little red suitcase


new poem “Little Red Suitcase” published in oddball – this very cool magazine
I hope you’ll check it out. I kept a little red suitcase in my childhood bedroom closet for many years-
I was always ready to run away…

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butterfly lenses

butterfly lenses, in the The Paragon Journal – a thoughtful, artful, and lovely publication
this poem is based on a true childhood experience.
the first time I ever saw live crabs boiled I was with a friend’s family down the shore.
I was shocked when the crabs we were fishin’ out of the ocean were not bright red
this was the first and only time in my life I ever became homesick
“my mom and dad would never boil live creatures,” is what was running through my eleven-year-old mind
(cover and image belongs to Paragon Journal – I added cover blurb for WP image)
thank you

missing my sis

This is a photo of my lovely sister, Dolores. If it weren’t for her beautiful blue eyes watching over me growing up, I would’ve gotten into loads more trouble. I was quite the wiseass all the way into my 20’s. We had a lot of laughs together. I miss her dearly and wished she lived closer. 😘

a flat world where things sometimes roll off

sitting at my kitchen table–
a flat world where things sometimes roll off
‘thoughts’ cram my vapid head
never to disappoint, there she is my gooey, ‘Annie Oakley’
the incessant ‘creative’ cowgirl who rides my bulging brain every morning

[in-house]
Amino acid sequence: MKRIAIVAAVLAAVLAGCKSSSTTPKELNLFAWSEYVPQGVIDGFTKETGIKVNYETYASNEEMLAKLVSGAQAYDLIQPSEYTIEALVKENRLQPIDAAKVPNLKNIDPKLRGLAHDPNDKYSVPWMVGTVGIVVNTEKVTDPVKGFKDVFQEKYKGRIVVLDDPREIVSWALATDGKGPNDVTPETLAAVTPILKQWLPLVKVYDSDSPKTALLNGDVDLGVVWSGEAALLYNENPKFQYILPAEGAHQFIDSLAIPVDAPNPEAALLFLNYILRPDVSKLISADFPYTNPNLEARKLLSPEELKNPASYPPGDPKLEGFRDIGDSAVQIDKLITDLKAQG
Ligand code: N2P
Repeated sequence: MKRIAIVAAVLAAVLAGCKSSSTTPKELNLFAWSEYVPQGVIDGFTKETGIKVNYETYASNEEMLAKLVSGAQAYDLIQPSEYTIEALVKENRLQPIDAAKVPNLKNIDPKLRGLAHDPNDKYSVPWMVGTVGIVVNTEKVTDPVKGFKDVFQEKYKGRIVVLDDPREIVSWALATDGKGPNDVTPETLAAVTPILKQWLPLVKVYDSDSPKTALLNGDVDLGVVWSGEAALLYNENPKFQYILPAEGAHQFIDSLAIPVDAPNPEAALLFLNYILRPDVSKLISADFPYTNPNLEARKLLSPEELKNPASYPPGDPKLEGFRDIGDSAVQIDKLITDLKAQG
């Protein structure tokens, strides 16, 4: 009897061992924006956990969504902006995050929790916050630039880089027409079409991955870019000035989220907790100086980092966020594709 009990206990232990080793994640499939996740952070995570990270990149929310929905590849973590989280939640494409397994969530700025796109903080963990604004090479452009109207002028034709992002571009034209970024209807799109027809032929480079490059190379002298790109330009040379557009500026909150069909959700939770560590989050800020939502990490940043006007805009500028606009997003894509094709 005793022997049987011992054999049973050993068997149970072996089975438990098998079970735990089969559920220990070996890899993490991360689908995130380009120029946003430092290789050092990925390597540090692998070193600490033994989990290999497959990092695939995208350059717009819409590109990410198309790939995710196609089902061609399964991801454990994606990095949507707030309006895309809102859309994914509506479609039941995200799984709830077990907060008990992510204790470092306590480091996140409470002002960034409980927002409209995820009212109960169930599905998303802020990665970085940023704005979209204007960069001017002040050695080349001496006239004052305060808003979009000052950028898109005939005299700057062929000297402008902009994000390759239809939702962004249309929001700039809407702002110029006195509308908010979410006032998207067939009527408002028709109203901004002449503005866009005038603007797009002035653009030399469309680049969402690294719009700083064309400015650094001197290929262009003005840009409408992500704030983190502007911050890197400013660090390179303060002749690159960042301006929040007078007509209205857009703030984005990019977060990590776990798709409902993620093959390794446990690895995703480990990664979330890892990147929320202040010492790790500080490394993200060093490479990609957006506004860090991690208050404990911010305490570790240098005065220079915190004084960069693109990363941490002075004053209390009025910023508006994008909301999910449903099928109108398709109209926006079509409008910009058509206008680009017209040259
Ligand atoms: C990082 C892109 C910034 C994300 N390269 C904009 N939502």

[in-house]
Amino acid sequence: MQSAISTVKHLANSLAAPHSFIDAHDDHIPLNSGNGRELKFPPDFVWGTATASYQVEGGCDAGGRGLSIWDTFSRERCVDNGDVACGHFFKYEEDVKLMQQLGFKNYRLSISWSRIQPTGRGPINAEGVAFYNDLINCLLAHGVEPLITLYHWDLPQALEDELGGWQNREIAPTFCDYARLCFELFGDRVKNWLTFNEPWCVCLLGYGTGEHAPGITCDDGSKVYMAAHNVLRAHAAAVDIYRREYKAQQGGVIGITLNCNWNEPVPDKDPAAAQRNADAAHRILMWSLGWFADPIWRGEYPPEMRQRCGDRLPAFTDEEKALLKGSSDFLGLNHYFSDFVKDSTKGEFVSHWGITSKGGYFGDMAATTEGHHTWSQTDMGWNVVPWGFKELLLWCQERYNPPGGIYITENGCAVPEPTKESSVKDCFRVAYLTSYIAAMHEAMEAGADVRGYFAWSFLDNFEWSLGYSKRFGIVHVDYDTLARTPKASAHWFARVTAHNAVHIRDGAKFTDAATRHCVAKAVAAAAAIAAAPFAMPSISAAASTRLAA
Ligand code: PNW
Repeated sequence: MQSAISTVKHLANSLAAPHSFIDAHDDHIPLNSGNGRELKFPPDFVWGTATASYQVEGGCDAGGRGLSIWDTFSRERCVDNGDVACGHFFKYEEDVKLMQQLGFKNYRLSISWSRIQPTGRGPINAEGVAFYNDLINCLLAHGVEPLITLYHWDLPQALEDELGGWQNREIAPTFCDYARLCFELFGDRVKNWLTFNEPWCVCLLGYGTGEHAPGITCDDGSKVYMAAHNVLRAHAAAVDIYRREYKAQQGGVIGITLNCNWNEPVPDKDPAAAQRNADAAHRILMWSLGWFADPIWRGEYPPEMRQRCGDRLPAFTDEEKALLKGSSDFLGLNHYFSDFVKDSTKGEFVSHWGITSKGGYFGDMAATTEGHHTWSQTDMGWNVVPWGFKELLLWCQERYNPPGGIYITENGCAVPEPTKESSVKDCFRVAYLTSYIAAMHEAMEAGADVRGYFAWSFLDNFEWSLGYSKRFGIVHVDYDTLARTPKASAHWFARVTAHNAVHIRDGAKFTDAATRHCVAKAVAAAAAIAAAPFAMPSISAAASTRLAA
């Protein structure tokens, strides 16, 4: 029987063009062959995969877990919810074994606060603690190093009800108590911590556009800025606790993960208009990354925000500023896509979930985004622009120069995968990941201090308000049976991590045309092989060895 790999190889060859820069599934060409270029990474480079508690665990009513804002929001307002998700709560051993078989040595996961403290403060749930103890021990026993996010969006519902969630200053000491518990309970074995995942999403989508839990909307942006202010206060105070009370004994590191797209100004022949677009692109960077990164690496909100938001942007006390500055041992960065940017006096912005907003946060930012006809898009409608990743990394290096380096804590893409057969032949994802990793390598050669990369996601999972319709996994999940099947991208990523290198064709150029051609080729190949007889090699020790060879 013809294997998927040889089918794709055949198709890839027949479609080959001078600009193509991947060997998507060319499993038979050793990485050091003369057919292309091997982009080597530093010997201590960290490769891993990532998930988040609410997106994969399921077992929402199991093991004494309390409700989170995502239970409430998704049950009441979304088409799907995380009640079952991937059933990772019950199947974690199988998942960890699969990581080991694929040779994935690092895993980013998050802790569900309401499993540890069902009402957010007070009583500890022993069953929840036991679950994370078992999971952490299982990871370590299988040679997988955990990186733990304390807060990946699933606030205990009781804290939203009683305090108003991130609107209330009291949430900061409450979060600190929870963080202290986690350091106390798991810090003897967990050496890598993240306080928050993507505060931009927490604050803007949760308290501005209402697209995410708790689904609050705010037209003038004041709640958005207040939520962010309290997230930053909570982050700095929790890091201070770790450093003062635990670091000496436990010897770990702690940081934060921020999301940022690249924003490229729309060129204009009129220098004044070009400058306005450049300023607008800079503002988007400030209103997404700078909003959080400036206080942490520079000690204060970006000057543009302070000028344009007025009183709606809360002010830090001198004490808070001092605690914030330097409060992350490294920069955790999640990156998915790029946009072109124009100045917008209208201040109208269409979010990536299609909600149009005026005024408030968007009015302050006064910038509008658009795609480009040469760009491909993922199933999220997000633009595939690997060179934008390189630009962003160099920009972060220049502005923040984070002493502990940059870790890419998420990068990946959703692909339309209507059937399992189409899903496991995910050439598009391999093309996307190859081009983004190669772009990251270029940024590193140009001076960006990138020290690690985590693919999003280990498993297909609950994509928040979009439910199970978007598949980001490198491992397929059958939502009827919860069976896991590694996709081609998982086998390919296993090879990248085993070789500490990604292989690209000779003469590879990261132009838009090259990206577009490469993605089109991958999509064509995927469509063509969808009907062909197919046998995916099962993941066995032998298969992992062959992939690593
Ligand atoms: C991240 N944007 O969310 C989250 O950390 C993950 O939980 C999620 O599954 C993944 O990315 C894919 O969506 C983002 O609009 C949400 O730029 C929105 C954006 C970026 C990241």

trying her ‘Wild West’ best to lasso bucking words
working up quite a sweat she is, as I so often do trying to be ‘clever’
I’ve no chance of corralling these wild beasts
wax fences are nonexistent in my vacant mind
the most ‘insightful’ prose gallop directly out my right ear
wax that should be in my empty head is on the kitchen table–
a flat world where things sometimes roll off
here a tiny flame–cruelly trapped in a jar–flickers
–
like my tongue used to so many years ago
watching the singular flame burn, I imagine it raging
but the cold fireplace is empty like my head
outside the kitchen sliders, a tiny tufted .6 ounce titmouse
enjoys the seed I loaded in the feeder
others will be along
oh yes, here they come
the heavy snow is cascading down and these frail birds are stronger
than my slumbering two hundred and fifty-five pound son at the moment
when I was little
my mom and dad served as bookends at our rectangular kitchen table
their six children, incomplete chapters
now my parents have a round table too, with obligatory leaves for visitors
no more sharp corners for any of us
oh, a beautiful red-headed woodpecker has joined the snow-ladened feast
luckily for him his long chiseled beak is as sharp as it is
otherwise, he couldn’t reach the seed
life doesn’t have to dull everything down
it is glorious to have a point sometimes
isn’t it?
wildfire

brown

my eyes are brown, did you know
mud-weary at this point and still brown
brown like the polyester pants I wore as a child
brown like the earth
honest and foot-affirming
when my large brown eyes were bigger than my little face
I learned to aim high for the heavens and shoot purposefully for the stars
sky-colored eyes and sunshine hair made perfect sense 
perfect sense
every time I gazed in the mirror I wondered